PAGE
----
URI lands $652K from Champlin Foundations for classroom tech
THE UNIVERSITY OF Rhode Island has received $651,774 from The Champlin Foundations to fund the purchase of a coastal erosion monitoring system, lecture-capture and video-conferencing technology, cardiovascular diagnostic equipment and molecular probing instruments.
SOUTH KINGSTOWN – The Champlin Foundations has awarded the University of Rhode Island four grants totaling $651,774 to fund the purchase of in-classroom technology and research equipment.
“These projects provide our faculty with state-of-the-art technology and facilities that expand opportunities for our students and position the university as a leading institution dedicated to active and engaged student learning,” said URI Provost Donald D. DeHayes in a release. “We are very grateful to The Champlin Foundations for their continued support and investment in our teaching programs, faculty and students.”
According to the URI Foundation, Champlin has donated more than $13 million to the university since 1986. The $651,774 recently awarded to support four technology and research projects represents the largest single-year award the university has ever received from Champlin, URI said.
Funds in the amount of $150,000 will support the purchase of a coastal erosion monitoring system for the URI Graduate School of Oceanography, the College of Engineering, and the College of the Environment and Life Sciences. About 230 undergraduate and graduate students each year will learn how to use the new equipment to monitor the effects of climate change on Rhode Island coastlines and collect data useful to policymakers.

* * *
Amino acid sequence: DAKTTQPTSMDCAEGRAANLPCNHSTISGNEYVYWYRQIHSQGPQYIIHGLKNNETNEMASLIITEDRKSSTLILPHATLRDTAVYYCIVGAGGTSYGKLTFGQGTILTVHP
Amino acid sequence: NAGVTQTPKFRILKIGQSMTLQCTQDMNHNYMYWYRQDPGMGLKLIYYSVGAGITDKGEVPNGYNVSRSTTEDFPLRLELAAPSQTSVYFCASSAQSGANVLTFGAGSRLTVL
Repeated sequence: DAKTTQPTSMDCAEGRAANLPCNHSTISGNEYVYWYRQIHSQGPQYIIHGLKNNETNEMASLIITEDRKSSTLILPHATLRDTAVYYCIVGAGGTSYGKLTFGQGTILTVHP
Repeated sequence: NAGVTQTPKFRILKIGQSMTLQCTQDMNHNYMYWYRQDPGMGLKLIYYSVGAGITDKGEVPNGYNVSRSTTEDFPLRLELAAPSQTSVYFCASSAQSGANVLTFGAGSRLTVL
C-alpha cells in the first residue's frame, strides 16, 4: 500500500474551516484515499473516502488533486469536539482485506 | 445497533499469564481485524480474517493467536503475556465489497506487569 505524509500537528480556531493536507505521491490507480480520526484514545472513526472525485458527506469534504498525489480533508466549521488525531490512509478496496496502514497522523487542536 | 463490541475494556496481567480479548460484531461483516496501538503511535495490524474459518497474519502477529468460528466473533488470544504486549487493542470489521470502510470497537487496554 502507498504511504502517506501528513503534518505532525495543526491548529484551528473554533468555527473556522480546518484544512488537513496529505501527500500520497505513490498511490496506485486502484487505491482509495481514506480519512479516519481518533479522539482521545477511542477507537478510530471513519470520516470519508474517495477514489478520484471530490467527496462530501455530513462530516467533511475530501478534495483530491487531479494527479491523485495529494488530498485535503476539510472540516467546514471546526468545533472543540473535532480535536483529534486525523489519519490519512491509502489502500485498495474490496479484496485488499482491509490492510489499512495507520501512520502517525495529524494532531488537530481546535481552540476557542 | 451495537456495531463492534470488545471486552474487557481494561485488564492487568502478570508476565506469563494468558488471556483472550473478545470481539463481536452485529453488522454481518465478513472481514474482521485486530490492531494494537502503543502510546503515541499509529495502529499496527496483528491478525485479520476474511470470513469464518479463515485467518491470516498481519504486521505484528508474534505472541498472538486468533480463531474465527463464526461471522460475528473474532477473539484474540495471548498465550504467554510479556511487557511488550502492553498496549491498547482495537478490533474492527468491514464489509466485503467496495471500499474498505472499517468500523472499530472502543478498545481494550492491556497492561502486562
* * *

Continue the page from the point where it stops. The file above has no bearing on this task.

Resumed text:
The URI College of Business Administration received $152,000 to purchase lecture-capture and video-conferencing technology, which will allow instructors to bring global business leaders into the classroom cost effectively, record presentations for broad dissemination and student review, and acquaint students with video technology as a business tool.
With an additional $214,274 grant, the university will establish a Cardiovascular Diagnostic Learning Collaborative for use by students in pharmacy, physical therapy, kinesiology, nursing and other health-focused areas. The collaborative will support hands-on learning using cardiovascular diagnostic technologies, including a holter monitor, ambulatory blood pressure devices, ventriloscopes, ultrasound equipment and associated software.
Finally, URI will use $135,000 to acquire a suite of molecular probing instruments that will expose students to the health applications of molecular science, such as molecular therapeutic development. Using the equipment, students will gain an understanding of molecular synthesis, molecular structure and property determination, and the physiological effects of purified therapeutics.
“We are tremendously grateful that Champlin continues, year after year, to recognize the value of supporting innovation and interdisciplinary learning here at the state’s land-grant research university,” said Mike Smith, president of the URI Foundation. “The long-term commitment they have demonstrated toward URI is remarkable, and we are pleased to consider them a major partner in our efforts to discover, advance and excel.”
Donald D. DeHayes,
University of Rhode Island,